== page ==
We hadn’t updated that in more years than I care to mention, so another project presented itself to be accomplished.  Using my DSLR camera, I took photos of all the rooms of our home, uploaded them onto a flash drive, and placed that, along with a hard copy list of household goods, with our other important documents.

Upon completion of that project, I realized that perhaps those family keepsakes passed along to us should be documented as well.  So, I created an Excel spreadsheet with each item’s description, where it’s located in the house, and most importantly, from which family member it originated, and placed that with our home inventory information.

What our offspring/heirs choose to do with those items will be at their discretion, but at least, they will understand why we kept the mementoes and the family significance behind them.

Maybe it’s because Papa and I have reached a certain age of…maturity… but we now wish we had paid better attention to family stories and asked more questions about some of the keepsakes we now possess. Since both of us are the youngest in our families and our parents were older when we were born, there’s family history we just don’t remember or even know. And such information didn’t seem important to us while growing up.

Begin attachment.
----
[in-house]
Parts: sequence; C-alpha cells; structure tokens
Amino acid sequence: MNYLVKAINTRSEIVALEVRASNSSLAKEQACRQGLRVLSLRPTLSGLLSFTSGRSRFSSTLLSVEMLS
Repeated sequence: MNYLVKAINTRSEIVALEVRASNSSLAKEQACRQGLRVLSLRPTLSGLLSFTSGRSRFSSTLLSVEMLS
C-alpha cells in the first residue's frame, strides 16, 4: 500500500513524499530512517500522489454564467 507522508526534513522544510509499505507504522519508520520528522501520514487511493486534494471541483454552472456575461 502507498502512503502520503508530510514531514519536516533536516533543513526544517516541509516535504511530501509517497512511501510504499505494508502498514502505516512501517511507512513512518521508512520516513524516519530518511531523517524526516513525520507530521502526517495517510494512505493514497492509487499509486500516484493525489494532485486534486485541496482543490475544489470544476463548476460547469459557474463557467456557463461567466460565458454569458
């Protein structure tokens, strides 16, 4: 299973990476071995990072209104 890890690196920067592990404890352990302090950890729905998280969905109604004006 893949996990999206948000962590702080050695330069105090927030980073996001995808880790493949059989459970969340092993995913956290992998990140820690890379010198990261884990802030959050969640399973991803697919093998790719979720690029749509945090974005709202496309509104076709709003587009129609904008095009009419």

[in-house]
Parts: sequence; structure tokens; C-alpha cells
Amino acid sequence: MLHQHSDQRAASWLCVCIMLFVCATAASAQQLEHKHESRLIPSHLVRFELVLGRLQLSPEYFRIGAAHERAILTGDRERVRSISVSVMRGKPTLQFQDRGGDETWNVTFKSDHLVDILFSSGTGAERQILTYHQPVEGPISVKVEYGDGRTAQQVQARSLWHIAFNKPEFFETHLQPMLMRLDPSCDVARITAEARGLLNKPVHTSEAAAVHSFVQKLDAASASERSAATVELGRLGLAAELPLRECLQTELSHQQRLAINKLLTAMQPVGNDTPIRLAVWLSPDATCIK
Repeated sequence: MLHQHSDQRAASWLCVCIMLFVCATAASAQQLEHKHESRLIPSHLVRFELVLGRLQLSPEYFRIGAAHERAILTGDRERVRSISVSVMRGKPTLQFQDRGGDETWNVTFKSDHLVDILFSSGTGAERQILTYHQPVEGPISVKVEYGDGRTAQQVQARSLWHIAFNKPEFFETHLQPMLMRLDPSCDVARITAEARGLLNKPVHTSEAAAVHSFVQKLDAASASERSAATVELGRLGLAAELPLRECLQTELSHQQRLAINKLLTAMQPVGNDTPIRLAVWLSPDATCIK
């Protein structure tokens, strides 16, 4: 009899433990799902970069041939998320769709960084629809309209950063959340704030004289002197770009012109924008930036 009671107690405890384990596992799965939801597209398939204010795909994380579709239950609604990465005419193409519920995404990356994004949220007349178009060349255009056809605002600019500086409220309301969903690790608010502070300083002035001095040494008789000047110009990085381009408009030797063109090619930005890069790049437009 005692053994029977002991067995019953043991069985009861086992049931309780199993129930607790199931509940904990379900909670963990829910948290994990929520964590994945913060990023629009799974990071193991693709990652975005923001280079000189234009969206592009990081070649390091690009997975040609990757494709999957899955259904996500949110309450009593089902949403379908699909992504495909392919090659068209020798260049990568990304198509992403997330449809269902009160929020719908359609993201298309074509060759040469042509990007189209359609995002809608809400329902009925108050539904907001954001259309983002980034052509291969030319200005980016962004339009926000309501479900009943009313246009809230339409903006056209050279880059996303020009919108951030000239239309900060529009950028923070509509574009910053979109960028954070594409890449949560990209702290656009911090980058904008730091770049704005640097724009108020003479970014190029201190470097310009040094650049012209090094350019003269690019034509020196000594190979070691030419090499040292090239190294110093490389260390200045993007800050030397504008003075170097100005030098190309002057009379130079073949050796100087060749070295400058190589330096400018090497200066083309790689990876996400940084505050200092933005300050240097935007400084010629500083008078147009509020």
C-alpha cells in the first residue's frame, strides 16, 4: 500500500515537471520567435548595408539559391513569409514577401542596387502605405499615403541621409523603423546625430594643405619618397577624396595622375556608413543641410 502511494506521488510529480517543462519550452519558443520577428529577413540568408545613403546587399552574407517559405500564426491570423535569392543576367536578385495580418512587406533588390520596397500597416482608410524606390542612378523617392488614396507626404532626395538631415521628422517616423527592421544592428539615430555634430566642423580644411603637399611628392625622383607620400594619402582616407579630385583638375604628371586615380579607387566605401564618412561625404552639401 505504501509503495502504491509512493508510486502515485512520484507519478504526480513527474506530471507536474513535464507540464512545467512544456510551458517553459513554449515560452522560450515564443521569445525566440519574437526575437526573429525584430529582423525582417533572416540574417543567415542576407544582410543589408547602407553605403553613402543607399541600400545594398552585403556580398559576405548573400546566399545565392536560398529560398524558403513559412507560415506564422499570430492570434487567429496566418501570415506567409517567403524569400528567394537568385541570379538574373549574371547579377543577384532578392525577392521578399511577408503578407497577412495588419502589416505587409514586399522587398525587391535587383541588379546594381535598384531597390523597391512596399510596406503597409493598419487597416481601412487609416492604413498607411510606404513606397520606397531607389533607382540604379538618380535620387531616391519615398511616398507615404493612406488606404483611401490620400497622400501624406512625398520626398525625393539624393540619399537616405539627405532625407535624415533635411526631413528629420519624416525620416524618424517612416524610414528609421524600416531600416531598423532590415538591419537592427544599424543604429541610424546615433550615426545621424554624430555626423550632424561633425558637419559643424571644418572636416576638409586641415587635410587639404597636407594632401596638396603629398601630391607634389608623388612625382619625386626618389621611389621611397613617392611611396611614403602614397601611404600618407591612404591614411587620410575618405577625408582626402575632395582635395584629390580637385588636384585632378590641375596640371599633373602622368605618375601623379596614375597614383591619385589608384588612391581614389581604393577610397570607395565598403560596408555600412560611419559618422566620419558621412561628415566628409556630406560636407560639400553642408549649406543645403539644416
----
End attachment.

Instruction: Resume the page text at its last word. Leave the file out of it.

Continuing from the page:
Papa never knew his grandparents since they were either deceased by the time he was born or shortly afterward and for those same reasons, I only knew one set of mine who died when I was in elementary school. Hence, many of our family’s stories died with them. All we really know for certain about most of our ancestors are their names and vital dates like birth and death.

I have one cousin still living and a couple of years ago, he presented very thorough genealogy information, going back a couple hundred years, to me in a three-ring binder. We also have a fair amount of family genealogy about Papa’s ancestors as well.

When I read through the several generations worth of names written in that information, I find myself wondering what those ancestors were like. What kind of people were they? What was important to them? What were their lives really like, especially those who lived so many hundreds of years ago in a country different from our own?

Maybe that’s why some of the keepsakes seem so special to me. They provide a link to our past that we wouldn’t have otherwise.

Whatever the reason, my hope is that our children and grandchildren can learn a bit of family folklore from the memorabilia we’ve chosen to keep. Whether they opt to retain possession of those, pass them on to their progeny, or dispose of them will be beyond my control. But at least, they will know the family historical significance of each keepsake.

“Not everything worth keeping has to be useful.” ~ Cynthia Lord in the novel, Rules

© 2021

Posted in family, Life, Love

A valentine special

Photo by Rinck Content Studio on Unsplash

When February rolls around on the calendar, a lot of folks’ fancy turns to celebrating Valentine’s Day.

Love it or hate it, this holiday is a mushy-gushy popular one with the masses if you consider all the merchandise available in stores and online.

Papa and I do not celebrate Valentine’s Day with each other any longer. After three years of dating and 43 years of marriage, I truly don’t need a stuffed teddy bear wrapped up in a big red bow holding a fragrant or fake rose or a box of chocolates to tell me that my husband loves me.